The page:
STORY DATE: April 2009… which seems too early to me, but the Narrator does come out and say that two months have passed since the launch.

BROADCAST DATE: November 14, 1982

1. So I’ve been saying for a while now that all the pieces for the set-up are being slotted into place, and here is where it finally pays off: the creators wanted a battleship with a city inside it that turns into A HUGE FREAKIN’ ROBOT THAT PUNCHES SPACESHIPS WITH A CARRIER. And if they had introduced it that way right off the bat, everyone would’ve balked, I’m sure. But the process of building to that point is so slow and organic that it’s impossible to see coming. Once the realization on what this thing is hits, I think the only possible reaction is delighted laughter.

2. We get Hikaru’s training montage here, which at one point features him in a brown VF-1J. This is the second time (of only three) we’ll see one of those in the series. Then we get the shopping trip with Minmay. The bag he’s carrying says “NWA,” which, as you can imagine, led to dozens of “Straight Outta Macross” image macros last summer.

I also note that Minmay is wearing an outfit we’ve never seen before and will never see again, and that the clothes in the store they walk into generally look pretty attractive. (Let’s not ask where the clothes are coming from, or the show will unravel before our eyes.) Mikimoto said that in order to get ideas for the women’s fashion in the show, he would go to the Shibuya area of Tokyo (which has a lot of women’s clothing shops, and is generally younger and hipper and less expensive than, say, Ginza) and take photos of smartly-dressed college girls walking by. He also noted that were he to do that these days, he’d probably get arrested for it.

Also, I have to admit that as an adolescent, this scene (and the “Mr. Lingerie” followup later in the episode) made me squirm with embarrassment SO much that I could barely watch it. I really felt for the poor guy.

3. The nameless science officer shows up for the second and last time, this week coming up with the idea of using the distortion of space-time created by disappearance of the fold system to create the Pin-Point Barrier. No, it doesn’t make sense to me, either.

It’s worth noting that this guy is SO unimportant that in Mikimoto’s “Macross the First” manga, he gets replaced with a tall blonde with fishnets named “Gina Baltrow.” No, I’m not making that up.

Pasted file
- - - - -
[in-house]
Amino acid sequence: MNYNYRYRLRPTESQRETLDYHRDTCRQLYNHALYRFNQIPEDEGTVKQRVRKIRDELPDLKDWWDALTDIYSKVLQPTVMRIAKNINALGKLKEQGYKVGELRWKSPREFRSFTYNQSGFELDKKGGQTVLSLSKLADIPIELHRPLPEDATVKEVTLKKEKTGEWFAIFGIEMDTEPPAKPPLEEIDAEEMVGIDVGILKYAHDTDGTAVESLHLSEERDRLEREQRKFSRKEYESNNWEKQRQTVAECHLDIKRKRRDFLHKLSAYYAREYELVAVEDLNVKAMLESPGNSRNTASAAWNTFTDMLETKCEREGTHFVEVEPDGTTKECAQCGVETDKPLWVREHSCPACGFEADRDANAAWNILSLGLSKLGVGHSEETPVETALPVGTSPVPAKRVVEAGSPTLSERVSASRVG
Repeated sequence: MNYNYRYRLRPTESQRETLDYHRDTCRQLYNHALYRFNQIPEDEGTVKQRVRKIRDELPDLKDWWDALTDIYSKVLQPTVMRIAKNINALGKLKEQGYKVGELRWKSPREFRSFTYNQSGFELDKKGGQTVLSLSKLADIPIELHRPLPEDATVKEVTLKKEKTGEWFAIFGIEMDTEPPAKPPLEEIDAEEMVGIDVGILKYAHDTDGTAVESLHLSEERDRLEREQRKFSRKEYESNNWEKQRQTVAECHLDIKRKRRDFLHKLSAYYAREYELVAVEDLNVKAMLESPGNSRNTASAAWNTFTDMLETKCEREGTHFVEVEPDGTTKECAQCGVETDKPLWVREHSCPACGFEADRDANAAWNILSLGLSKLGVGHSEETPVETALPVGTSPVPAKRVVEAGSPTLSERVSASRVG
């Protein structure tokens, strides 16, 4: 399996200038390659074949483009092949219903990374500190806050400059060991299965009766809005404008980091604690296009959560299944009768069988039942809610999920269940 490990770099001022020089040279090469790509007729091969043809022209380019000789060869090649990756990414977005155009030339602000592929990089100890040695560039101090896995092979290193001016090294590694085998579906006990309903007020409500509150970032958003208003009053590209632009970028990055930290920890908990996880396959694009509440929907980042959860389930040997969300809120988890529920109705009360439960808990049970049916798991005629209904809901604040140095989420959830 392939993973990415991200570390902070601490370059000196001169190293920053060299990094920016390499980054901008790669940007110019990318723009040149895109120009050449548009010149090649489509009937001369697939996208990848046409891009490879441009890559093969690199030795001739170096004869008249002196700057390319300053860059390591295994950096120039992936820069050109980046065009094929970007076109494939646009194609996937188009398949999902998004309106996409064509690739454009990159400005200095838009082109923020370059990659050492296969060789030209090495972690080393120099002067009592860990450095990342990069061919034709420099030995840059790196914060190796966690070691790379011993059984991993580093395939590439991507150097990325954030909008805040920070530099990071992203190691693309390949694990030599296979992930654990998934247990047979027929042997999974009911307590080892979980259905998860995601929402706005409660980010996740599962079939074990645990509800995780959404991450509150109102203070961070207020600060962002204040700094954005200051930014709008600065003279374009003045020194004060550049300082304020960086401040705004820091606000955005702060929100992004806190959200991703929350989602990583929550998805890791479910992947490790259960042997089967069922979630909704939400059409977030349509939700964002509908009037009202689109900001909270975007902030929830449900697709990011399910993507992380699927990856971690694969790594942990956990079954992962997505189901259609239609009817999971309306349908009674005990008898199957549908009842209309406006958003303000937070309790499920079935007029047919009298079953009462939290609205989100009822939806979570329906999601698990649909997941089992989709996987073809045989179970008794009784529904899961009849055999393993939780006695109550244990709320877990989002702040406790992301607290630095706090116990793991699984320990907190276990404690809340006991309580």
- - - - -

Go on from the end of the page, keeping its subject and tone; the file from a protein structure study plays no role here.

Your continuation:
4. When we cut to the Zentradi, we have the same problem we had last episode. While a couple of weeks passed between episodes 4 and 5, and about a month between 5 and 6, every time we catch up with Britai and Exsedol, they’re still discussing the developments from the previous episode as though they had happened just a few hours ago. If they’re still pondering why the Macross went through its transformation over a month after it happened, something tells me that they’re not using their time as effectively as they could.

A weird bit happens when they describe Saturn as the FIFTH planet of the solar system. I’ve heard it’s because they’re counting from the outside in, and there’s a yet-undiscovered-by-humans tenth planet, but that seems like a lot of explanation necessary for such a throw-away line. I guess you could say it’s like the occasional use of Zentradi words (like “taarm” in episode 1), but the meanings of those are usually clear from context, while this totally isn’t. Later, though, he refers to it as the sixth planet, so who knows what the hell the writing staff was thinking?

Also, Exsedol mentions that traveling in “Storm-Attacker Construction” (as the robot form is called, according to the old model kits) will greatly limit the Macross’s speed. This is the only reference left of one of the original concepts for the series: that in cruiser mode, the Macross’s engines would work, but the main cannon wouldn’t, and in Storm Attacker mode, the cannon could fire but the engines wouldn’t work.

5. Again, the “Mr. Lingerie” scene was INTENSELY uncomfortable for me as a kid, to the point where I almost couldn’t watch it. Now I just think it’s kinda funny.

6. Hikaru’s date with Minmay is a good example of how it’s possible (as I said in episode 4) to read depth into the characters that may or may not be there. On the one hand, there’s Hikaru’s view of the situation: that he’s going off to battle and might possibly die, and Minmay is being really insensitive and naive about it. On the other hand, it may be that Minmay has a clearer grasp of how good a pilot he is than he does, and is trying to boost his confidence. But see what I mean about all that bravado from episode 1? It’s gone. Completely.